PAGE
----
Trump Accusations Against Obama Over Swine Flu : NPR
The White House via Getty Images
President Trump, widely criticized for his administration’s response to the coronavirus pandemic, tried to shift blame Friday to his predecessor’s handling of a health crisis 11 years ago.
In a series of tweets, Trump accused former President Barack Obama of making unspecified changes that “complicated” the Centers For Disease Control and Prevention’s testing system.
Trump falsely charged the Obama administration’s response to the H1N1 swine flu outbreak as a “full scale disaster, with thousands dying, and nothing meaningful done to fix the testing problem, until now.”
…. Their response to H1N1 Swine Flu was a full scale disaster, with thousands dying, and nothing meaningful done to fix the testing problem, until now. The changes have been made and testing will soon happen on a very large scale basis. All Red Tape has been cut, ready to go!
— Donald J. Trump (@realDonaldTrump) March 13, 2020
Trump has on numerous occasions accused the Obama administration of implementing a rule change that complicated testing. However, no such rule was ever put in place, according to FactCheck.org.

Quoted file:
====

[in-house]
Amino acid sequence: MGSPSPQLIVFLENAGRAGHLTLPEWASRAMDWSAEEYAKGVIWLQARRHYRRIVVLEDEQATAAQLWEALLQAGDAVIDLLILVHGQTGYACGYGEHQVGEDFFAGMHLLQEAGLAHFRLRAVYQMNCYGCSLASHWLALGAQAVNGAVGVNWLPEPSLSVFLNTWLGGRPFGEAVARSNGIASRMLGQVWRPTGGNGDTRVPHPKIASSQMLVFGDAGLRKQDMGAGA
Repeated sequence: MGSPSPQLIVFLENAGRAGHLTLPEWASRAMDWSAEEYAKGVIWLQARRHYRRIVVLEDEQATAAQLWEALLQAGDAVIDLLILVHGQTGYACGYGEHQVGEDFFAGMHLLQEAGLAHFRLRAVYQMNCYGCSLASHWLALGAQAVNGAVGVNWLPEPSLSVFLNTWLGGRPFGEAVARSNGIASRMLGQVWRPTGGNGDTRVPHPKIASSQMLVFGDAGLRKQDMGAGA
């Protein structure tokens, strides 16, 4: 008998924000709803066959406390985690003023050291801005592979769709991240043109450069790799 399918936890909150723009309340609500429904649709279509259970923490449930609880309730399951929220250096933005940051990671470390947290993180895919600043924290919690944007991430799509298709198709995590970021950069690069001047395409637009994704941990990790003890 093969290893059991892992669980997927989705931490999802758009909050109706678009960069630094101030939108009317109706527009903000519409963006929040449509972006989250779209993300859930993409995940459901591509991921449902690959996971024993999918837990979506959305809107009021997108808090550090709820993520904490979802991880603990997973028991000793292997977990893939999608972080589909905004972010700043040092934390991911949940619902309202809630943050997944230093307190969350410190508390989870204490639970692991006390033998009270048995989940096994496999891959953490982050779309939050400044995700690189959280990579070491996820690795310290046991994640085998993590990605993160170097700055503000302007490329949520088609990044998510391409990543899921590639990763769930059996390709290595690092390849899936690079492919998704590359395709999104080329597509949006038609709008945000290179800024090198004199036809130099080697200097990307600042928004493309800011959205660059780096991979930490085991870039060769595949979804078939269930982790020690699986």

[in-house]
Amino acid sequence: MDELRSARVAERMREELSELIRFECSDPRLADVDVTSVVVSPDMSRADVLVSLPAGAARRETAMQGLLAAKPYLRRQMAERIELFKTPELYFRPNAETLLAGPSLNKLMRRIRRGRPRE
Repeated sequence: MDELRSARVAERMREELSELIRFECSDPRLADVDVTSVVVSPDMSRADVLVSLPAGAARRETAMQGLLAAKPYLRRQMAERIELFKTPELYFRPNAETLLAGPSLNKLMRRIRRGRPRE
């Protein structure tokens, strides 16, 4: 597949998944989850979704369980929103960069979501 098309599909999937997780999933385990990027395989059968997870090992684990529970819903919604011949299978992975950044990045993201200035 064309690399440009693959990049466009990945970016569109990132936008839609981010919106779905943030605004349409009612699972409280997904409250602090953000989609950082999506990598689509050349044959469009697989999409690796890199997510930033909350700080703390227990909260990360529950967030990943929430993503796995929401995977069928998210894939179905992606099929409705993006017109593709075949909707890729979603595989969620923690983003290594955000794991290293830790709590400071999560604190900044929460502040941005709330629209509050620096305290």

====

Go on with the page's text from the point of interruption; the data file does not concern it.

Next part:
Coronavirus testing has been a key point of criticism of the Trump administration, with testing only becoming widespread in the U.S. this week, and kits remain in limited supply.
Trump announced Friday in a tweet that “testing will soon happen on a very large scale basis. All Red Tape has been cut, ready to go!”
He appeared to be referring to an announcement that the Department of Health and Human Services has awarded grants to two companies developing tests that can show results in under an hour. These tests, however, won’t be available for about six to 12 weeks.
The administration also appointed a federal coordinator to oversee testing.
According to a CDC estimate, there were more than 60 million swine flu cases reported in the U.S. between April 2009 — when the disease was first detected in California — and April 2010, with more than 12,000 people dying.
The agency said the first case was reported on April 15, 2009, and the government declared H1N1 a public health emergency on the April 26. The first test to detect the new virus was approved by the FDA two days later.
The Trump campaign on Friday also lashed out at former Vice President Joe Biden, Trump’s potential opponent in the 2020 election, accusing him of showing “terrible judgment and incompetence in the face of public health issues.”
The campaign may have been referring to remarks Biden made in April 2009, when he said on NBC’s Today show, “I wouldn’t go anywhere in confined places now.” His comments appeared out of line with official recommendations at the time.